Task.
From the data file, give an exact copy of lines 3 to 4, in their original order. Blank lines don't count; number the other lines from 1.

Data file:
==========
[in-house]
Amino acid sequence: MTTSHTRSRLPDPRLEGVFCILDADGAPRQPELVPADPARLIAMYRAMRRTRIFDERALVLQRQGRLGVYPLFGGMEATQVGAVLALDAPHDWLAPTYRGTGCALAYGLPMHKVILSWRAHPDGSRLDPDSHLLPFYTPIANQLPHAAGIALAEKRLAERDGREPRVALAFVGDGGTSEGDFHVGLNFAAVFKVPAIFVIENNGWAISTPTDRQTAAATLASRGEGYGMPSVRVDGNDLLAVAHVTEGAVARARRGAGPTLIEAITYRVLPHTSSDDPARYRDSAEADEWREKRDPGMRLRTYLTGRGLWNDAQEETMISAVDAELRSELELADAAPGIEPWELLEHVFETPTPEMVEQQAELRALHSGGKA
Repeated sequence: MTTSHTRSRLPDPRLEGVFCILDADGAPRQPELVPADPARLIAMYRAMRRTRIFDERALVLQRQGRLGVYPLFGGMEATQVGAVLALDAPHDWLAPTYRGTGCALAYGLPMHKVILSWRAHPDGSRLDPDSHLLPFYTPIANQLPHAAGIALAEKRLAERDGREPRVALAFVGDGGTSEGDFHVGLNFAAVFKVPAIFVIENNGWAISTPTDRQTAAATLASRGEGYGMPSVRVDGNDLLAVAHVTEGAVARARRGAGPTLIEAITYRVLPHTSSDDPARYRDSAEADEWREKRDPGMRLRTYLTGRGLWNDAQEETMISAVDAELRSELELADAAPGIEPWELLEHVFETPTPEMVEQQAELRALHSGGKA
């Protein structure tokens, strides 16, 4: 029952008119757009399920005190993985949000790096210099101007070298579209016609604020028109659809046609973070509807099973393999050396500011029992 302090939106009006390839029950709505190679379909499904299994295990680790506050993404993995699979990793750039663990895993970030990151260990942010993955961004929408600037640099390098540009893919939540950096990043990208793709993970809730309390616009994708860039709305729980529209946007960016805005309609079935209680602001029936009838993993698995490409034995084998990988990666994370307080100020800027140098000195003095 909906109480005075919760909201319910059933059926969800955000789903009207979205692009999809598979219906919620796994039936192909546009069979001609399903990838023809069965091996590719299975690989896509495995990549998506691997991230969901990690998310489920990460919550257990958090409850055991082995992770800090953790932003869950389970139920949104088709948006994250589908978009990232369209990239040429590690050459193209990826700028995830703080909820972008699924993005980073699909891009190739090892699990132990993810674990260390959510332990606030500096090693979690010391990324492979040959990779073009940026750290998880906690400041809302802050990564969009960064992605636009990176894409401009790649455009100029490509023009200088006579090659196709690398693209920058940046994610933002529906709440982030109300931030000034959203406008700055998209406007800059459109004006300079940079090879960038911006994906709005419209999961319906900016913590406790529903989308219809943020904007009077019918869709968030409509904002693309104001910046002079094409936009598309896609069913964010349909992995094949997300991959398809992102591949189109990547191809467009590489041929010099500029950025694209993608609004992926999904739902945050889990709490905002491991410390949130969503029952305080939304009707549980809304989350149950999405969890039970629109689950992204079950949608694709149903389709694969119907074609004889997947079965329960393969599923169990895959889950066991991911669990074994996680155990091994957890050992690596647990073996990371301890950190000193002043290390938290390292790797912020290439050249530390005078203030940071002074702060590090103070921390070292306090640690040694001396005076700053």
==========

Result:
Repeated sequence: MTTSHTRSRLPDPRLEGVFCILDADGAPRQPELVPADPARLIAMYRAMRRTRIFDERALVLQRQGRLGVYPLFGGMEATQVGAVLALDAPHDWLAPTYRGTGCALAYGLPMHKVILSWRAHPDGSRLDPDSHLLPFYTPIANQLPHAAGIALAEKRLAERDGREPRVALAFVGDGGTSEGDFHVGLNFAAVFKVPAIFVIENNGWAISTPTDRQTAAATLASRGEGYGMPSVRVDGNDLLAVAHVTEGAVARARRGAGPTLIEAITYRVLPHTSSDDPARYRDSAEADEWREKRDPGMRLRTYLTGRGLWNDAQEETMISAVDAELRSELELADAAPGIEPWELLEHVFETPTPEMVEQQAELRALHSGGKA
């Protein structure tokens, strides 16, 4: 029952008119757009399920005190993985949000790096210099101007070298579209016609604020028109659809046609973070509807099973393999050396500011029992 302090939106009006390839029950709505190679379909499904299994295990680790506050993404993995699979990793750039663990895993970030990151260990942010993955961004929408600037640099390098540009893919939540950096990043990208793709993970809730309390616009994708860039709305729980529209946007960016805005309609079935209680602001029936009838993993698995490409034995084998990988990666994370307080100020800027140098000195003095 909906109480005075919760909201319910059933059926969800955000789903009207979205692009999809598979219906919620796994039936192909546009069979001609399903990838023809069965091996590719299975690989896509495995990549998506691997991230969901990690998310489920990460919550257990958090409850055991082995992770800090953790932003869950389970139920949104088709948006994250589908978009990232369209990239040429590690050459193209990826700028995830703080909820972008699924993005980073699909891009190739090892699990132990993810674990260390959510332990606030500096090693979690010391990324492979040959990779073009940026750290998880906690400041809302802050990564969009960064992605636009990176894409401009790649455009100029490509023009200088006579090659196709690398693209920058940046994610933002529906709440982030109300931030000034959203406008700055998209406007800059459109004006300079940079090879960038911006994906709005419209999961319906900016913590406790529903989308219809943020904007009077019918869709968030409509904002693309104001910046002079094409936009598309896609069913964010349909992995094949997300991959398809992102591949189109990547191809467009590489041929010099500029950025694209993608609004992926999904739902945050889990709490905002491991410390949130969503029952305080939304009707549980809304989350149950999405969890039970629109689950992204079950949608694709149903389709694969119907074609004889997947079965329960393969599923169990895959889950066991991911669990074994996680155990091994957890050992690596647990073996990371301890950190000193002043290390938290390292790797912020290439050249530390005078203030940071002074702060590090103070921390070292306090640690040694001396005076700053």